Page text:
#3

The game hopefully should allow this, but I suspect its a matter of making slow and steady progress. paying down the debt is a major concern for the US, but as long as you do that it should be ok. The US has high military spend, and that needs to come from taxes. cutting the military will upset patriots, but a few flag waving initiatives on immigration and flag burning etc should help alleviate this.
Each country has very different base starting parameters, you may have more luck with a different country. It may also be that relaxed gun laws in the US, combined with some unemployment and poverty could be causing problems. New orleans wouldnt be so bad without ready access to guns (I’m assuming, but thats a UK-biased viewpoint which I know many americans would disagree with).


#4

Cutting military spending wouldn’t seem anti-free market so thats a good suggestion. Would increasing border security to stamp out illegal immigration be seen as anti-free market though? Pure free-market capitalists love employing illegal immigrants because of the cheap wages. Then theres the cheap imports… a free-market economy would be against tariffs so that is also a problem. Then gridlock is a problem also because of there being no petrol or car tax. Then again if we really wanted to be picky there would be no income tax either which is insane because they are needed for road-building and such. This is why I think laissez-faire doesn’t work, the government needs to intervene to some degree. This is probably why I spired down to huge debt and so many problems in the game. :smiley: As much as free-market capitalists complain about taxes and regulations (I’ve seen some claim that people shouldn’t pay taxes at all), they have to know that these things are necessary for a capitalist society to function.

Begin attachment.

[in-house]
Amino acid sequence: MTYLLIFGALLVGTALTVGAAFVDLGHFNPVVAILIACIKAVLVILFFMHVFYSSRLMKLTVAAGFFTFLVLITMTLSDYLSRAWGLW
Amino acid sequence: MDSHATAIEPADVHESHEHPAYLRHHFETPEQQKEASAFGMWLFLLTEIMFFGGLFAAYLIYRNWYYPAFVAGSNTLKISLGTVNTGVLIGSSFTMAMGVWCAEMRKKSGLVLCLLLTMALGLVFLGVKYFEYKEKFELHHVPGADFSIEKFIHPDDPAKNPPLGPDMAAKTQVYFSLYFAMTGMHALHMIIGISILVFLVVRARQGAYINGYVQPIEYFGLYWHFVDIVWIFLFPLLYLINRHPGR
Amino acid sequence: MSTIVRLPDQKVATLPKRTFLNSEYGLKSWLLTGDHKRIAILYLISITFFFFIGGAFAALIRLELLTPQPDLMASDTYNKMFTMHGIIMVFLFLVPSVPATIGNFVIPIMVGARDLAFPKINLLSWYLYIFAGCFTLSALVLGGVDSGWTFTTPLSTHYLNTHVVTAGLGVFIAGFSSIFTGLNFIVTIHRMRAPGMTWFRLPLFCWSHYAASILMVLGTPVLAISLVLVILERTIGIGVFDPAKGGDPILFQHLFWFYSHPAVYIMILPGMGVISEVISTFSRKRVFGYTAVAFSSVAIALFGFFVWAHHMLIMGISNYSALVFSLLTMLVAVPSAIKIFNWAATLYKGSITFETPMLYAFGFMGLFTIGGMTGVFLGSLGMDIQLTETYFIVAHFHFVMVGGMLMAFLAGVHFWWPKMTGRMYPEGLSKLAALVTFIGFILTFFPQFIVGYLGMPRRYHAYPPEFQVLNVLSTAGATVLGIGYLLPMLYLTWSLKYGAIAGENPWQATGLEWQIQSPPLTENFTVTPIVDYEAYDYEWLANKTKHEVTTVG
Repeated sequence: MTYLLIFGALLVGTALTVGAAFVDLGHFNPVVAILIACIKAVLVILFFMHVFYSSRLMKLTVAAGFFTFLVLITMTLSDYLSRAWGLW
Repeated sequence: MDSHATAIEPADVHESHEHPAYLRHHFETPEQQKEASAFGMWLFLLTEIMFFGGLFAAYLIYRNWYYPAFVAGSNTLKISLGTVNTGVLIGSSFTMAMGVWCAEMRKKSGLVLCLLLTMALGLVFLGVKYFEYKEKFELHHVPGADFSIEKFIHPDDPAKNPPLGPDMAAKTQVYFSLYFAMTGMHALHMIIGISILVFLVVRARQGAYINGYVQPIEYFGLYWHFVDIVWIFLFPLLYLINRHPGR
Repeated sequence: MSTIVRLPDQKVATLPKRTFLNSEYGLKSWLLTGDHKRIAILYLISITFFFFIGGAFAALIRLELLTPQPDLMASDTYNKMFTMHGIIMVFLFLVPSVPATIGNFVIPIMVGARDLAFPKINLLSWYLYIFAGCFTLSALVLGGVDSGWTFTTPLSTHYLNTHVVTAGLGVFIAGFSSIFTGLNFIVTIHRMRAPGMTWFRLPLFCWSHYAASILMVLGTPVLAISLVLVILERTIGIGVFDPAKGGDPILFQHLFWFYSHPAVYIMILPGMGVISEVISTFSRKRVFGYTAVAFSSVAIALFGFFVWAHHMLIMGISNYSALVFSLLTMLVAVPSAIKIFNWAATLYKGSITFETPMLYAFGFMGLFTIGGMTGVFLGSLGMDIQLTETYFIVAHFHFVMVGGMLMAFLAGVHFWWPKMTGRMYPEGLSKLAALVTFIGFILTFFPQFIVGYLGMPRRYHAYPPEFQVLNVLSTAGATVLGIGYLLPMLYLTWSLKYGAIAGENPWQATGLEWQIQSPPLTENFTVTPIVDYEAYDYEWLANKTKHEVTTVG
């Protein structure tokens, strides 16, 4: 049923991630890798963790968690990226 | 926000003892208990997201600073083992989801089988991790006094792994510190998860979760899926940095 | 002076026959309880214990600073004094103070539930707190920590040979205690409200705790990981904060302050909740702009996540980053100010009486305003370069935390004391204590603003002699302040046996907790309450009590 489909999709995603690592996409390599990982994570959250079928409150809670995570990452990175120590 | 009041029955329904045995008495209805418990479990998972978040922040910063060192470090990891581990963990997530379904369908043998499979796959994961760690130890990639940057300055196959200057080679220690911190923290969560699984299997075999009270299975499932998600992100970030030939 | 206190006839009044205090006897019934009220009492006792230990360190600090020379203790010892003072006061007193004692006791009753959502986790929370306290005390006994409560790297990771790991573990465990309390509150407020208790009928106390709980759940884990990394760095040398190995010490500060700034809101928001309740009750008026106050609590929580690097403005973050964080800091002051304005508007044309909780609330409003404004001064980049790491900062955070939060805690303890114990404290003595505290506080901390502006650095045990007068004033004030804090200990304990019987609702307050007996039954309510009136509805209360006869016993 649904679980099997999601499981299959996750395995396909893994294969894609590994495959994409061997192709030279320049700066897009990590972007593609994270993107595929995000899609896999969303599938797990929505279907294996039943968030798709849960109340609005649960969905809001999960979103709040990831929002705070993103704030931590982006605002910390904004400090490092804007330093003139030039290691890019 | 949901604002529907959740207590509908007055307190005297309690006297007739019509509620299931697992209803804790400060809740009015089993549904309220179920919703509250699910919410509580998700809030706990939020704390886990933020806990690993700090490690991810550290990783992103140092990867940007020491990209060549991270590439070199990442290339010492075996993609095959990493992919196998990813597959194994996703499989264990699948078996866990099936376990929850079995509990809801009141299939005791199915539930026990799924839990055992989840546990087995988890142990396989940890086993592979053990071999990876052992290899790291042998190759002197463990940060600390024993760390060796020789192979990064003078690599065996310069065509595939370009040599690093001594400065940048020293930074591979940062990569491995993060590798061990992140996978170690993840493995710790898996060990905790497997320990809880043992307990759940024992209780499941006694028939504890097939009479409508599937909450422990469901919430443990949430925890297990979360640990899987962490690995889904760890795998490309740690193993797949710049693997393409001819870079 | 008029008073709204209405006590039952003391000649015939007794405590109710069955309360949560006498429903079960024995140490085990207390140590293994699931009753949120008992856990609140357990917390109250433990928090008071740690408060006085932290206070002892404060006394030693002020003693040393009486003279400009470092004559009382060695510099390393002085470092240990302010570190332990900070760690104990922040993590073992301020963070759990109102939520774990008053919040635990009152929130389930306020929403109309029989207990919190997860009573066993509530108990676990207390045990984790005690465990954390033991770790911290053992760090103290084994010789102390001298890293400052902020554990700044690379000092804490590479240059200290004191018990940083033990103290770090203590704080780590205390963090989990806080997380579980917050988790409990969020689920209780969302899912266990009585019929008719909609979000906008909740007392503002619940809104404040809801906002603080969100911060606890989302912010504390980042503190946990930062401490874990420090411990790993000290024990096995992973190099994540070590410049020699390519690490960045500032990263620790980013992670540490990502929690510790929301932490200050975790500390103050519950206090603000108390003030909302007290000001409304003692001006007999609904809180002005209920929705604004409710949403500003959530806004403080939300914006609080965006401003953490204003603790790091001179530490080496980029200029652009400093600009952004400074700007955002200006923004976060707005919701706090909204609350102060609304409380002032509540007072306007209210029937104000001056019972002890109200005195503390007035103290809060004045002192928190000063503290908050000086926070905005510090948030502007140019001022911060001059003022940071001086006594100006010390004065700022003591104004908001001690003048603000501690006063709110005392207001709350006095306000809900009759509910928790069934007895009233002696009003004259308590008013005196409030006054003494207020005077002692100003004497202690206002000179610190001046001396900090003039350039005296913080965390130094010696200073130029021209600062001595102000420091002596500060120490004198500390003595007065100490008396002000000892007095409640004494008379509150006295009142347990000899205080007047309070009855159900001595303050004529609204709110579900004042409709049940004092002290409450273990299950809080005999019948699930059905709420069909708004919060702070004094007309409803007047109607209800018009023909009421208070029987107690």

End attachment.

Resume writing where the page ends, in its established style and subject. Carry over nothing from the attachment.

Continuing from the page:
#5

I suppose the defensibility of border controls would depend on one’s policies regarding legal immigration (which might be worth modding, come to think of it (if not an actual policy, one could create a very topical US-specific dilemma)).